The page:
Hunting for Key West’s Lost Shipwreck
Everyone dreams of finding sunken treasure, but few get the opportunity like the one afforded by Nuestra Señora de Atocha, a wreck still lost in the briny depths off Key West.
The Spanish treasure galleon was driven into shallow Florida waters by a hurricane in September 1622 and ultimately dashed on the region’s many coral reefs, and the wind and waves scattered it from there. It was lost until 1985, when Mel Fisher’s Treasures discovered the broken front portion and millions of dollars of sunken treasures.
Yet the rear sterncastle of the ship remains lost and still may contain 120,000 silver coins, 10,000 gold coins, and emeralds buried in the sands. Qualified divers who sign up for a $3,000 week-long course can join the Mel Fisher’s crew in scouring the bottom of the ocean, and if they’re extremely lucky, they may take home a sunken treasure of their own.
A Treasure Hunting FAQ
You’ll need to have five open water dives and 20 general dives under your belt, but hit the baseline and you’ll have your gear provided, learn about the wreck, and take part in up to 10 hours of dives.
What am I looking for?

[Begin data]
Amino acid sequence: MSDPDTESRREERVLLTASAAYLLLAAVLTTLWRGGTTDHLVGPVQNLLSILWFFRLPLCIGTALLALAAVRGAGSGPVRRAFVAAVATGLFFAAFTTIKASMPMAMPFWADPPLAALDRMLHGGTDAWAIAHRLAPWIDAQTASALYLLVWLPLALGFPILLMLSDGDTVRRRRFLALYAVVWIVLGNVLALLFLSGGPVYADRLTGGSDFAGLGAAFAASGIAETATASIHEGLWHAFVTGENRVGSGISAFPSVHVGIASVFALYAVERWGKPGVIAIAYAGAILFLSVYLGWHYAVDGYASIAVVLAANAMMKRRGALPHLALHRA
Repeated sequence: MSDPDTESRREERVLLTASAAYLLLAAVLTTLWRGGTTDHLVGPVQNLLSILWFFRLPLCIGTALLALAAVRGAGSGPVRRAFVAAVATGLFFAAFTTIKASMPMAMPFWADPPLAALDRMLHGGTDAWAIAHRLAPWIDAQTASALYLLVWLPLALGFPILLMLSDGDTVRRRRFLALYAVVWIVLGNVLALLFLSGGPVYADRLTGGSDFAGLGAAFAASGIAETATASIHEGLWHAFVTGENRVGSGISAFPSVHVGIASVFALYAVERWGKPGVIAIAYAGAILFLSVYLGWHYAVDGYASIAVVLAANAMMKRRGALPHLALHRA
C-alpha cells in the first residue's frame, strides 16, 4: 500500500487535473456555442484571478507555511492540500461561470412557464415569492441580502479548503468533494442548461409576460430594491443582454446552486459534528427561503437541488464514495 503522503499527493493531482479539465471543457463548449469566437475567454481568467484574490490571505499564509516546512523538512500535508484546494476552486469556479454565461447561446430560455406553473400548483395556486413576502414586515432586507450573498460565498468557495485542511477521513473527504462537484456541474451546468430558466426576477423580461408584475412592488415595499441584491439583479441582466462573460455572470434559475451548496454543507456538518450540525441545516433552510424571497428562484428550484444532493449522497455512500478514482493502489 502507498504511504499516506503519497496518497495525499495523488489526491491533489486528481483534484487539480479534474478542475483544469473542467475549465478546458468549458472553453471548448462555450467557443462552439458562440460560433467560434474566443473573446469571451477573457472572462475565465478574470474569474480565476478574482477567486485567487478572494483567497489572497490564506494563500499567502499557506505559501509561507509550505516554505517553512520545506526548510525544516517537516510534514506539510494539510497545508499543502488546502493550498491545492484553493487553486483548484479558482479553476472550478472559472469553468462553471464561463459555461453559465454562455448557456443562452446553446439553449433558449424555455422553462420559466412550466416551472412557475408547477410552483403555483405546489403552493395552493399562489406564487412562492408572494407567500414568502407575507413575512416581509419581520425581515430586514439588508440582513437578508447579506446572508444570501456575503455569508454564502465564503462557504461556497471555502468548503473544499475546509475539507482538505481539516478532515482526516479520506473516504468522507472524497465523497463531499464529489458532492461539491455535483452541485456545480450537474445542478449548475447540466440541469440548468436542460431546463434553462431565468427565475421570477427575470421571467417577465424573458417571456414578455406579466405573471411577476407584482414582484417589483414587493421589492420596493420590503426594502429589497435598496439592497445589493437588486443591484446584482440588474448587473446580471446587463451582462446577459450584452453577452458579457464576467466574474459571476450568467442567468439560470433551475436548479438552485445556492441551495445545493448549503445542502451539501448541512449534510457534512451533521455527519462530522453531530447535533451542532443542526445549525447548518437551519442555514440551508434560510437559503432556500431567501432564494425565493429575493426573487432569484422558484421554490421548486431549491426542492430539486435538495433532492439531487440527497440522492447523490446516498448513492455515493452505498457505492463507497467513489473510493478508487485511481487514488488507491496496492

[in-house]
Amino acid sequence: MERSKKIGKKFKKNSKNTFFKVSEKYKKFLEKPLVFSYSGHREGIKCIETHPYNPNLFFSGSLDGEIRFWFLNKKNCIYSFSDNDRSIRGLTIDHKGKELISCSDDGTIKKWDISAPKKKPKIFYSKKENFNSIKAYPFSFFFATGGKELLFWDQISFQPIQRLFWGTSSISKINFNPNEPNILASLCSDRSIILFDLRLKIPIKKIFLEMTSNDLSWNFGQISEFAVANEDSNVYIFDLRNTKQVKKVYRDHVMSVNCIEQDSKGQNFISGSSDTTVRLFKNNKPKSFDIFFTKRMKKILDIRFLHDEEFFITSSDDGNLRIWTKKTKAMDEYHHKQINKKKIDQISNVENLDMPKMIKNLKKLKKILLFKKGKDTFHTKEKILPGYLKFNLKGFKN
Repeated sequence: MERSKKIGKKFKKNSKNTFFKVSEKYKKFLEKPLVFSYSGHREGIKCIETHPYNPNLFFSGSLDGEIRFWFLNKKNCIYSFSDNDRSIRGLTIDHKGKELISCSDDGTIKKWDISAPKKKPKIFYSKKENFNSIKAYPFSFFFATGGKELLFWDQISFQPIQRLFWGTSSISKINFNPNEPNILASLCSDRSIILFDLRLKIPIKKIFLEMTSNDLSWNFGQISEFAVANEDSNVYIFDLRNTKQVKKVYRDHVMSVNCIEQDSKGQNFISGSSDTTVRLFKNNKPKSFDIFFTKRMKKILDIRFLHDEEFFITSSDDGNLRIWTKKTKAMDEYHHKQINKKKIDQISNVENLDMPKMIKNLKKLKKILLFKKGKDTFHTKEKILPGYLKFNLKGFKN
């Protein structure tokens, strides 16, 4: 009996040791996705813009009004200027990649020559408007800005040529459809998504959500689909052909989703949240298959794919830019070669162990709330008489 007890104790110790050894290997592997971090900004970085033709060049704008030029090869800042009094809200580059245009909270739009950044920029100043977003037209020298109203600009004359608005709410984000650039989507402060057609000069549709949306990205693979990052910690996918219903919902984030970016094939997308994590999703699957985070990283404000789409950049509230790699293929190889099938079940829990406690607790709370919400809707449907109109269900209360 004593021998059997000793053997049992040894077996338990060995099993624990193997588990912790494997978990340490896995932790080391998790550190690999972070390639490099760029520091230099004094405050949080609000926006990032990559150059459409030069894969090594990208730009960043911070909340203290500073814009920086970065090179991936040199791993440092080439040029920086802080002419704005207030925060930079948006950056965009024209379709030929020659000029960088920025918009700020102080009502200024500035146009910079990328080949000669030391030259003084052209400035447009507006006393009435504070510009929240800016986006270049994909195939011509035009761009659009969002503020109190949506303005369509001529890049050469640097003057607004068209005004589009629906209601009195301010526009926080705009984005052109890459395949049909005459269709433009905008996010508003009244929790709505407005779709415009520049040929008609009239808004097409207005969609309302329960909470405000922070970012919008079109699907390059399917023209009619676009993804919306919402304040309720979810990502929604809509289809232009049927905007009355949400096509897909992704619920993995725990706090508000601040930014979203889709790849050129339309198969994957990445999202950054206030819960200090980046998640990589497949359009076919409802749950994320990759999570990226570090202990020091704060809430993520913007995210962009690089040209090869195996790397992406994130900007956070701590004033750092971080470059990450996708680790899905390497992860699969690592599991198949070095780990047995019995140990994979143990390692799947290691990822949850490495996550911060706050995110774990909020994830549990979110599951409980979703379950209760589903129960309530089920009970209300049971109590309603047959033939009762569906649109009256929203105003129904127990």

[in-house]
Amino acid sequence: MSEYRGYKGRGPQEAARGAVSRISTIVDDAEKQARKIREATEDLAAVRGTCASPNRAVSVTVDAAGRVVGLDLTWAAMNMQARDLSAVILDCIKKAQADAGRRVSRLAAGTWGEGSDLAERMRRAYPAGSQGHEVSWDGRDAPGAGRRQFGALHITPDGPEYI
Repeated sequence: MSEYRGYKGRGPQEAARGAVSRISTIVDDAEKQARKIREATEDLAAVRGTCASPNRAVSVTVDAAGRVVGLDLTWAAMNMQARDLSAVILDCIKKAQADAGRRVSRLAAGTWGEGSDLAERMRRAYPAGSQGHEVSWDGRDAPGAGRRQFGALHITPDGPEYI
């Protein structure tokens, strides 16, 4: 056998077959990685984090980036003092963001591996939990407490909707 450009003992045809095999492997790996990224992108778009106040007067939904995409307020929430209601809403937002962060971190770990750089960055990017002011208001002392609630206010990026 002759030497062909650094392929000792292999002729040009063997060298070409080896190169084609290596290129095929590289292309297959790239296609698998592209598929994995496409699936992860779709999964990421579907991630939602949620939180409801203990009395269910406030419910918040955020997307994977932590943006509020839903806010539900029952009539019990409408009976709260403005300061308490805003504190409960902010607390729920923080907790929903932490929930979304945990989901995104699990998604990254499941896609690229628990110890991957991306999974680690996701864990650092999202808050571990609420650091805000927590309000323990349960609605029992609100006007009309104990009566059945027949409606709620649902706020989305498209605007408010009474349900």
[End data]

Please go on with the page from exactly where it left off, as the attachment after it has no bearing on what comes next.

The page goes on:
Search the rocky ocean floor for Spanish doubloons, gems, and the deteriorating ship itself in the form of splintered timbers.
What if I find something?
Chances are you’ll mostly run across pottery shards, musket balls, and the odd 17th-century coins. If you happen across a treasure ship lost for over 300 years, congratulations!
Can I keep what I discover?
No, though you’ll receive a treasure of equivalent value up to the full $3,000 cost of the course.
What if I don’t have the experience?
If you still want to experience treasure hunting without the diving, you can sign up to hang out on the dive boat and scout the waters from the comfort of the deck.
Where can I learn more about the Atocha?
Treasure of the Atocha is a great read on how portions of the ship were discovered, as well as the history of the doomed vessel itself.
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